The most compelling, fascinating and emotionally fulfilling of our generation, McKenna is a master of the poetic, the metaphysical and the personal.
And he is also one of the most controversial and polarizing figures of the modern age.
We spoke with McKenna to learn about his relationship to art and his thoughts on race, gender, and art.
Q: What do you think of the term “cultural appropriation”?
Q: Do you think people who dress like animals, as a matter of course, are appropriating cultures?
A: I think it’s pretty much a question of cultural appropriation.
If you go back and you look at the history of the word, there have been people who have appropriated different things in different ways, so it’s really not that I think that there’s any particular kind of cultural oppression.
I just think that you have to ask yourself, “Am I appropriating these things or am I not?”
That’s not necessarily a bad thing.
Are there specific instances where people have appropriated or were appropriating cultural symbols, or is that kind of a general phenomenon?
I think one of things is that, you know, there are certain things that are in the past that are just universally recognized as part of our cultural heritage, and they are still very deeply in our cultural consciousness.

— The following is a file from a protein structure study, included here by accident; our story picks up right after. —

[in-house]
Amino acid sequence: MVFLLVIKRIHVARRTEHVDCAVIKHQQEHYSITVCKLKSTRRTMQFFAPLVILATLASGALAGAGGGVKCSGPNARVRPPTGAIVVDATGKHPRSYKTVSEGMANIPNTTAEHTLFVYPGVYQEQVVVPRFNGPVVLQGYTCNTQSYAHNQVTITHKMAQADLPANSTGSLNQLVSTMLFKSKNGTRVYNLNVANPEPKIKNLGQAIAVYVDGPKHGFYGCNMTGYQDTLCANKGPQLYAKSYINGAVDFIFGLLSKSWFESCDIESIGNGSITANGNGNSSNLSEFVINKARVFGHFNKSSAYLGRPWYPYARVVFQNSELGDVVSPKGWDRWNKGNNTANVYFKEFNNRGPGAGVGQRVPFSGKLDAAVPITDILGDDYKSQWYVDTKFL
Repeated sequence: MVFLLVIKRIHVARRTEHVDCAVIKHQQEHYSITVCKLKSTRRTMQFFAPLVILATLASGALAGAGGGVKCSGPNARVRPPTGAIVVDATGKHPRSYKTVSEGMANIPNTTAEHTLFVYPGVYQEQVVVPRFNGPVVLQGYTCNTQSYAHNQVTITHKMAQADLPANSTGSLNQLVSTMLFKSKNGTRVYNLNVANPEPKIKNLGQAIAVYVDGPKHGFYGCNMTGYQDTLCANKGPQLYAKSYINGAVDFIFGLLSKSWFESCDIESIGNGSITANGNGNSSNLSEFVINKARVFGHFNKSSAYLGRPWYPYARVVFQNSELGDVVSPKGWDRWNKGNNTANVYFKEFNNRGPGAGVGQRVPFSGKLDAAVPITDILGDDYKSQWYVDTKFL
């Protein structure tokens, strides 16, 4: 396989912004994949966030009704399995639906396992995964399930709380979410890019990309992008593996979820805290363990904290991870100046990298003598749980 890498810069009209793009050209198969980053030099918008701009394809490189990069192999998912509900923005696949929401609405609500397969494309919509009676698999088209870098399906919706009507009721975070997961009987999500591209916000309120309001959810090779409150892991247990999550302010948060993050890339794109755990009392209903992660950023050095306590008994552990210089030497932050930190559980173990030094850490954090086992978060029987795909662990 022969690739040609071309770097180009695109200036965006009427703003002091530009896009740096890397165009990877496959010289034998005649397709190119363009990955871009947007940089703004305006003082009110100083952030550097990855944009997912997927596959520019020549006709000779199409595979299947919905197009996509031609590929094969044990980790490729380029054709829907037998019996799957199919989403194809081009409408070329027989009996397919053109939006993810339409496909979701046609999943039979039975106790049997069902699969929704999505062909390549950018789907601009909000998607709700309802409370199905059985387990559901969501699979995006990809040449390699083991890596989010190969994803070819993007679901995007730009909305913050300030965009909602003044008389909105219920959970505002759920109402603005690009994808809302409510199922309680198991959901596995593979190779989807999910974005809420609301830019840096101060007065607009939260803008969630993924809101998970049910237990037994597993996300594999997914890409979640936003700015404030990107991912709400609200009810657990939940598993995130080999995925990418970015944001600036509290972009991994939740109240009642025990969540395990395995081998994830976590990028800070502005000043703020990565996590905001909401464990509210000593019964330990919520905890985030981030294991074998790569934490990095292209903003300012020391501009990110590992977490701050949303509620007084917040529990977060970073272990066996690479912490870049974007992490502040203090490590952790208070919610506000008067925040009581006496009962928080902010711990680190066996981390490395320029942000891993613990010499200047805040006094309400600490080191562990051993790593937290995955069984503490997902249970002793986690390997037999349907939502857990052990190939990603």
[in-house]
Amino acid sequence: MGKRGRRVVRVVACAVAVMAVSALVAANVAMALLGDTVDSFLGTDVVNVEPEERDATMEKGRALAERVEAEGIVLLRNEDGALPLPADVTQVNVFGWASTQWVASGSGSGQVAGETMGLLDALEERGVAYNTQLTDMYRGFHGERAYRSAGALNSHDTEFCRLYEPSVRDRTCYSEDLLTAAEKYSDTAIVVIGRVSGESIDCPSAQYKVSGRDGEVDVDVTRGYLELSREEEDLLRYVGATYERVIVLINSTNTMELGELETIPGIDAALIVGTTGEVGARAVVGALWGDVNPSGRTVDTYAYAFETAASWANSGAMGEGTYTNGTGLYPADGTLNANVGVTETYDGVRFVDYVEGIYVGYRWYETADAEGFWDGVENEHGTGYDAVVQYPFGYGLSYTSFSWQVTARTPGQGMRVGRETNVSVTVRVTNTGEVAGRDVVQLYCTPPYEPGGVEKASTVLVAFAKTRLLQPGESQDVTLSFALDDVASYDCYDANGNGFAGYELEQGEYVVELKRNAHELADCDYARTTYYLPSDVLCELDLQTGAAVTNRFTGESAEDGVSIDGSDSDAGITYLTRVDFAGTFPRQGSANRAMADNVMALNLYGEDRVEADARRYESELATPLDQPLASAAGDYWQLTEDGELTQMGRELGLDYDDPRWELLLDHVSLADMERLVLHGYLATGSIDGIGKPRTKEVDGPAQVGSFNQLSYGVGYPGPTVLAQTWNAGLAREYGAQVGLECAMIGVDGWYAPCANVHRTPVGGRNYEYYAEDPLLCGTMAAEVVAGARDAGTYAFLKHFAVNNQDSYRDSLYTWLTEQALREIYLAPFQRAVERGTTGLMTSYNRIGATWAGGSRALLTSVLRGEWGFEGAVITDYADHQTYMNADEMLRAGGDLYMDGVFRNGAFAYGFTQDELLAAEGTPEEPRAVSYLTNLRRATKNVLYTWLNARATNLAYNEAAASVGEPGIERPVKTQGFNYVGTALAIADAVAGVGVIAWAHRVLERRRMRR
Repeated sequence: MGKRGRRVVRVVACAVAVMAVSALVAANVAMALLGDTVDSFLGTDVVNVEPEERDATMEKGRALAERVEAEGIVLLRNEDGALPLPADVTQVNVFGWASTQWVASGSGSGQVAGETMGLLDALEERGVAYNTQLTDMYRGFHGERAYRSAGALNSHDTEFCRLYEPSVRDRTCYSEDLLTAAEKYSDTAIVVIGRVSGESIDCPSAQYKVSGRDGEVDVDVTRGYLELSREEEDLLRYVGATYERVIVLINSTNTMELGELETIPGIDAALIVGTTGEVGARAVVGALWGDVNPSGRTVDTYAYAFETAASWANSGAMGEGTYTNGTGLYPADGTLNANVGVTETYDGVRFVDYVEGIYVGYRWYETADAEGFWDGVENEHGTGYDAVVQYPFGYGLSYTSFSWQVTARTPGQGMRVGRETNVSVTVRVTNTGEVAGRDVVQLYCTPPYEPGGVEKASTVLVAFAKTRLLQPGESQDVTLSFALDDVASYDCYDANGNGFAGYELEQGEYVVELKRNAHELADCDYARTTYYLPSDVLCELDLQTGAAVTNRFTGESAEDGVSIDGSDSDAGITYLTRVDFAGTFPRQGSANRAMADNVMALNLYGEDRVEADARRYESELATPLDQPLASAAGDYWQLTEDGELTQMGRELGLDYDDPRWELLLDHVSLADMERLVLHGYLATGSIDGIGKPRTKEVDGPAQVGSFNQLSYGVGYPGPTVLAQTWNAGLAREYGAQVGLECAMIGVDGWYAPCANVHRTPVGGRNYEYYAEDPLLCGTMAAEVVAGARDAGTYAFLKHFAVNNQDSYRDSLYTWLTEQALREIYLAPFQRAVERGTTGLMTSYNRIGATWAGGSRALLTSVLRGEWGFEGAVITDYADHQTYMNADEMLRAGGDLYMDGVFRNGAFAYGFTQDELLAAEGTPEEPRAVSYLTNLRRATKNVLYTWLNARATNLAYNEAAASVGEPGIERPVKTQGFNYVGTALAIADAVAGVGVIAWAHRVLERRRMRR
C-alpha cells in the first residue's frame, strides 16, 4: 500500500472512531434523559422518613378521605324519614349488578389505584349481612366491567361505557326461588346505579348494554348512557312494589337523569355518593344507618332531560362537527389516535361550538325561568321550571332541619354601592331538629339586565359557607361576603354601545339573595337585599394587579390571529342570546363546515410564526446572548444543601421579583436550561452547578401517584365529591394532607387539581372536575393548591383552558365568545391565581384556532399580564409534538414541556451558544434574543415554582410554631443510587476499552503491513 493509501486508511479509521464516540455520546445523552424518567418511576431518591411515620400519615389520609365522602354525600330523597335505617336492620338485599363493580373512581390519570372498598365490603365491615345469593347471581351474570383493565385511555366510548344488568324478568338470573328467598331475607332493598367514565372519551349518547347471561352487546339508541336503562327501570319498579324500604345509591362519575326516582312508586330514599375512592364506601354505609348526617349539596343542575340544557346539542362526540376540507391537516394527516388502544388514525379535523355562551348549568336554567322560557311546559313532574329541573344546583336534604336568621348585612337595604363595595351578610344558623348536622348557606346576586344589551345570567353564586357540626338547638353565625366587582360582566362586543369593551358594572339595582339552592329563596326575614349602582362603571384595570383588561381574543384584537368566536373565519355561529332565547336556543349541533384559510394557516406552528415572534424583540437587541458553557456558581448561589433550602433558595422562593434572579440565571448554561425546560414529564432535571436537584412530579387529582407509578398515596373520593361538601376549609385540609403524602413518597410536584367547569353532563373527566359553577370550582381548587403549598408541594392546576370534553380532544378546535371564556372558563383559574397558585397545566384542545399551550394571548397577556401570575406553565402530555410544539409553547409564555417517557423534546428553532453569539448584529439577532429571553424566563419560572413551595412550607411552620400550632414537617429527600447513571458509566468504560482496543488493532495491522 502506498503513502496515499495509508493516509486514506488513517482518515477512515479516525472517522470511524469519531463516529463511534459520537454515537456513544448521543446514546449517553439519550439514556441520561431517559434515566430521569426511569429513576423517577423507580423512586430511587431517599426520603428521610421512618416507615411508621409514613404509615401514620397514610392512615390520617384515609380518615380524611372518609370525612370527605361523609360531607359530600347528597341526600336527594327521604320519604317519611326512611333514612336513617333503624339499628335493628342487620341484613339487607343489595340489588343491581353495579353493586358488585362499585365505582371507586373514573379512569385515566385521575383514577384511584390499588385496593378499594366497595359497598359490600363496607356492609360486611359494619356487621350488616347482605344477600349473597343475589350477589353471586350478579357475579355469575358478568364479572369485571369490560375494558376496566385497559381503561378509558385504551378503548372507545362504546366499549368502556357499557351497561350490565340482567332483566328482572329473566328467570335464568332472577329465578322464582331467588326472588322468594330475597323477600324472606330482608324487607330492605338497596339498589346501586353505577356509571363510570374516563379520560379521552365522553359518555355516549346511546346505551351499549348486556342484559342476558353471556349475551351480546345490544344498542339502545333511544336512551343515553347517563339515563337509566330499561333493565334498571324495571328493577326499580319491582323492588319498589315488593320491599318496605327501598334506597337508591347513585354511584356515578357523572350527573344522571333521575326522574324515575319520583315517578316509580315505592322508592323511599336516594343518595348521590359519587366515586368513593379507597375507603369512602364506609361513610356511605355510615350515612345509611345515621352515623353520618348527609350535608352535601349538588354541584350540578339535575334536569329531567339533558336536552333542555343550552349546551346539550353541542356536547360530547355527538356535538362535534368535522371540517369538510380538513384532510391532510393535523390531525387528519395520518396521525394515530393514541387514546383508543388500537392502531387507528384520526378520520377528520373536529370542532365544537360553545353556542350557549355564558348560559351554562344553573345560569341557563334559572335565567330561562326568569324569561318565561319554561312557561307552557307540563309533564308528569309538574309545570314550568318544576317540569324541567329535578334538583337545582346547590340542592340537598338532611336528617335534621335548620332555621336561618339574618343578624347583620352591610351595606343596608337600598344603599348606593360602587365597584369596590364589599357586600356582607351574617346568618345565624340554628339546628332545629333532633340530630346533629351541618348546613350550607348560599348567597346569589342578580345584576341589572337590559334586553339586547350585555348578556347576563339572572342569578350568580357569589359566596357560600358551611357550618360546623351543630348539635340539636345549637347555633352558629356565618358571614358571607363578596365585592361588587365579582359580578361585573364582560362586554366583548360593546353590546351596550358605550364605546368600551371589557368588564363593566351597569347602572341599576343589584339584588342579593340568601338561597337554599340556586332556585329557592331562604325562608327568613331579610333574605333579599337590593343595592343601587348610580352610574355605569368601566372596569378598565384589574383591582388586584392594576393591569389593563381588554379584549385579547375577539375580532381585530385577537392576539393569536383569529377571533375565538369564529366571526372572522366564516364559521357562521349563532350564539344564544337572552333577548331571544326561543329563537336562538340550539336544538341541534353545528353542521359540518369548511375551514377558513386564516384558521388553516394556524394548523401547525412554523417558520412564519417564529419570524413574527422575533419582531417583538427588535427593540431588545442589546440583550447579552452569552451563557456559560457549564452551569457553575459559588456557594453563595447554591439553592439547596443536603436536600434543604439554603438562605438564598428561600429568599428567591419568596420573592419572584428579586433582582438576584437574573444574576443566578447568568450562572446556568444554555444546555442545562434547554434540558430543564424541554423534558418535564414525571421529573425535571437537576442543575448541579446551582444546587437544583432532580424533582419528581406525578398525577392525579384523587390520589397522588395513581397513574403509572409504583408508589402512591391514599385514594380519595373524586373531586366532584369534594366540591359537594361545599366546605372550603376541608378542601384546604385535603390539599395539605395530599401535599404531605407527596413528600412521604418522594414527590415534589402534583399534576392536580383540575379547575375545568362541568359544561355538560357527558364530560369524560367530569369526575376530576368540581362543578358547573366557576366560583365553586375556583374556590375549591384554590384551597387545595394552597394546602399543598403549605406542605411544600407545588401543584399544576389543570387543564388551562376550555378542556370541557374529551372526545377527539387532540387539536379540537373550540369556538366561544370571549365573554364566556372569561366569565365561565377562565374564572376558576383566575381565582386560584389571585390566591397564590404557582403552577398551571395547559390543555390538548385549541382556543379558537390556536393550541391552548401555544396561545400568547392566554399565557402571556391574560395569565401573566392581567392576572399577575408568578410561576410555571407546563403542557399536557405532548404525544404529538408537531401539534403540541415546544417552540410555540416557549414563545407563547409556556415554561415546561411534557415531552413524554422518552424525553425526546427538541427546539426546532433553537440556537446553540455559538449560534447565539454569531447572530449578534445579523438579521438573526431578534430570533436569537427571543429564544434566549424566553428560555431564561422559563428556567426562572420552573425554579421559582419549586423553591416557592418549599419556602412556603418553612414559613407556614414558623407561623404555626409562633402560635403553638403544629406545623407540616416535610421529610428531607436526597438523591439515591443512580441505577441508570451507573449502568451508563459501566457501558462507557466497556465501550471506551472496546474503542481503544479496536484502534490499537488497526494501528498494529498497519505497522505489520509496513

The other thing is, it’s a matter that’s more complicated than that.
So, you might see someone who’s an American actor wearing cowboy boots, and you might think, “Oh, that’s a Native American thing.”
But you might not recognize that that’s not a Native Native American tradition.
It’s an Indian tradition.
And you might say, “Well, he doesn’t know what he’s doing.
That’s probably not a good thing.”
You might see somebody wearing a bow tie.
I’m sure that they’re appropriating something from a place of respect for a tradition that’s still a part of the human experience, and so on.
Q.: I understand that you were a Native-American for a long time.
What was your experience with that?
A.: Well, you just kind of grew up knowing that you’re not really part of it.
You know, you’re a kid who grew up in a world where you’re either Native American or you’re Black.
You’re never really part in that whole thing.
You don’t know where your roots are.
You never really know where you came from.
So that’s something that you had to learn.
Q.: Do you feel like you were an outsider in that sense?
I mean, I had a very long history with my heritage, but I never really had a lot of exposure to it.
Q: So I understand you grew up as a kid with a lot more of a Native heritage than most people.
A._ No, I never had that.
Did you have a lot?
A.- Yes, I think I did.
Q.; But you didn’t learn that until later?
I was very young.
I didn’t really have a real understanding of my heritage until I was in high school.
I had never really known about it.
Q; And you grew out of that experience, right?
But I did have some Native American heritage.
Q; So did you know about your heritage as a child?
Q.- And then you went through a phase of coming out as a Native person?A, I didn